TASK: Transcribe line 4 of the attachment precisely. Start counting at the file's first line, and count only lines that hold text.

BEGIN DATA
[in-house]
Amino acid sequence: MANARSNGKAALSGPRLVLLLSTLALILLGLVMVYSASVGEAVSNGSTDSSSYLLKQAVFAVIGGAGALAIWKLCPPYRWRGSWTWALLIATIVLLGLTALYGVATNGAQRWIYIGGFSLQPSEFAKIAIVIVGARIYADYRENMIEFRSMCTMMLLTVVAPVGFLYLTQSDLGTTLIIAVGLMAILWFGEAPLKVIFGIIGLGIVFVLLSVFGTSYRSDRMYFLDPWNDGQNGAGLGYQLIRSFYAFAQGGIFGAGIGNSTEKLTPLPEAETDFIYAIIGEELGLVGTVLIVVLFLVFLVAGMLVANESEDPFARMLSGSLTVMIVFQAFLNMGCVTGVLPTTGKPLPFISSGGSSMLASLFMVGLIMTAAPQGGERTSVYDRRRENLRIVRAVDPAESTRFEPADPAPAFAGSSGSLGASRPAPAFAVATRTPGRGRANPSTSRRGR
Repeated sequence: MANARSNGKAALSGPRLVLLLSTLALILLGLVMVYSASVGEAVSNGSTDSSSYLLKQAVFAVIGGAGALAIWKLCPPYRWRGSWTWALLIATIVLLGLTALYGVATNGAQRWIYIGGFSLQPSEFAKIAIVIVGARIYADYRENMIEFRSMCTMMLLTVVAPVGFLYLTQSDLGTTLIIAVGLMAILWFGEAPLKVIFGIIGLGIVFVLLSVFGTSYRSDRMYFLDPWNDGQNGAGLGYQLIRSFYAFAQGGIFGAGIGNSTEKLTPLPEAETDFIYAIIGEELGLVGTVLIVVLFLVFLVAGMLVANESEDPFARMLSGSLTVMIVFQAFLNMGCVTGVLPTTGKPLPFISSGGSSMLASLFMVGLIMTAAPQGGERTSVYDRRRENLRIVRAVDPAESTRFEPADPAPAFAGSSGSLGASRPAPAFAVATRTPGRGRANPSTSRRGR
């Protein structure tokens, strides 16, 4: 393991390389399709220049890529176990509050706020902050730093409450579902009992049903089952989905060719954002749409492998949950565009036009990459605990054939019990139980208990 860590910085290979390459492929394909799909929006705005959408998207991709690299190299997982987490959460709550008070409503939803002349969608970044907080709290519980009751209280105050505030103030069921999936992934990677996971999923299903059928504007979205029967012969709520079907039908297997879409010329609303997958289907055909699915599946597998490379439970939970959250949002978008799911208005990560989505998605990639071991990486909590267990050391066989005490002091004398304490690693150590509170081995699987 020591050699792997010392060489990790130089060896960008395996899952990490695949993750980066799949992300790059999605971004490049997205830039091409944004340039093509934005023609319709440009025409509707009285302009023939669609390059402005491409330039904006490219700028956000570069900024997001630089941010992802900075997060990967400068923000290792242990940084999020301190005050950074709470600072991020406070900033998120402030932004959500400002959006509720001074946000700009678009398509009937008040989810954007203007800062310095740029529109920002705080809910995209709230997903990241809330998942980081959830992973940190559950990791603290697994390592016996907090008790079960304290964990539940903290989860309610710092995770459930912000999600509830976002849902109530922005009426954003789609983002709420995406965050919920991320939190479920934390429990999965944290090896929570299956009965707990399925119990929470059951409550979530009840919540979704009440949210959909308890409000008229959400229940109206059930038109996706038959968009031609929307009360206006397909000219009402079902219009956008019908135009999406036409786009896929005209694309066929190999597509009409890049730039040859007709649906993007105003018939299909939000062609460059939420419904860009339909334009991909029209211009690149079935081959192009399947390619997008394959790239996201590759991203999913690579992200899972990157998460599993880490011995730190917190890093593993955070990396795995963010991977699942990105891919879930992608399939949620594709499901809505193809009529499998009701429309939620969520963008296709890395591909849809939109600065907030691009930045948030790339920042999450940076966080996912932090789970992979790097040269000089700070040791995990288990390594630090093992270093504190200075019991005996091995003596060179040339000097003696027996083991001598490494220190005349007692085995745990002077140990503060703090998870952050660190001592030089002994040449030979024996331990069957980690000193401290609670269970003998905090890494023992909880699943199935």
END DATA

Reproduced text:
């Protein structure tokens, strides 16, 4: 393991390389399709220049890529176990509050706020902050730093409450579902009992049903089952989905060719954002749409492998949950565009036009990459605990054939019990139980208990 860590910085290979390459492929394909799909929006705005959408998207991709690299190299997982987490959460709550008070409503939803002349969608970044907080709290519980009751209280105050505030103030069921999936992934990677996971999923299903059928504007979205029967012969709520079907039908297997879409010329609303997958289907055909699915599946597998490379439970939970959250949002978008799911208005990560989505998605990639071991990486909590267990050391066989005490002091004398304490690693150590509170081995699987 020591050699792997010392060489990790130089060896960008395996899952990490695949993750980066799949992300790059999605971004490049997205830039091409944004340039093509934005023609319709440009025409509707009285302009023939669609390059402005491409330039904006490219700028956000570069900024997001630089941010992802900075997060990967400068923000290792242990940084999020301190005050950074709470600072991020406070900033998120402030932004959500400002959006509720001074946000700009678009398509009937008040989810954007203007800062310095740029529109920002705080809910995209709230997903990241809330998942980081959830992973940190559950990791603290697994390592016996907090008790079960304290964990539940903290989860309610710092995770459930912000999600509830976002849902109530922005009426954003789609983002709420995406965050919920991320939190479920934390429990999965944290090896929570299956009965707990399925119990929470059951409550979530009840919540979704009440949210959909308890409000008229959400229940109206059930038109996706038959968009031609929307009360206006397909000219009402079902219009956008019908135009999406036409786009896929005209694309066929190999597509009409890049730039040859007709649906993007105003018939299909939000062609460059939420419904860009339909334009991909029209211009690149079935081959192009399947390619997008394959790239996201590759991203999913690579992200899972990157998460599993880490011995730190917190890093593993955070990396795995963010991977699942990105891919879930992608399939949620594709499901809505193809009529499998009701429309939620969520963008296709890395591909849809939109600065907030691009930045948030790339920042999450940076966080996912932090789970992979790097040269000089700070040791995990288990390594630090093992270093504190200075019991005996091995003596060179040339000097003696027996083991001598490494220190005349007692085995745990002077140990503060703090998870952050660190001592030089002994040449030979024996331990069957980690000193401290609670269970003998905090890494023992909880699943199935």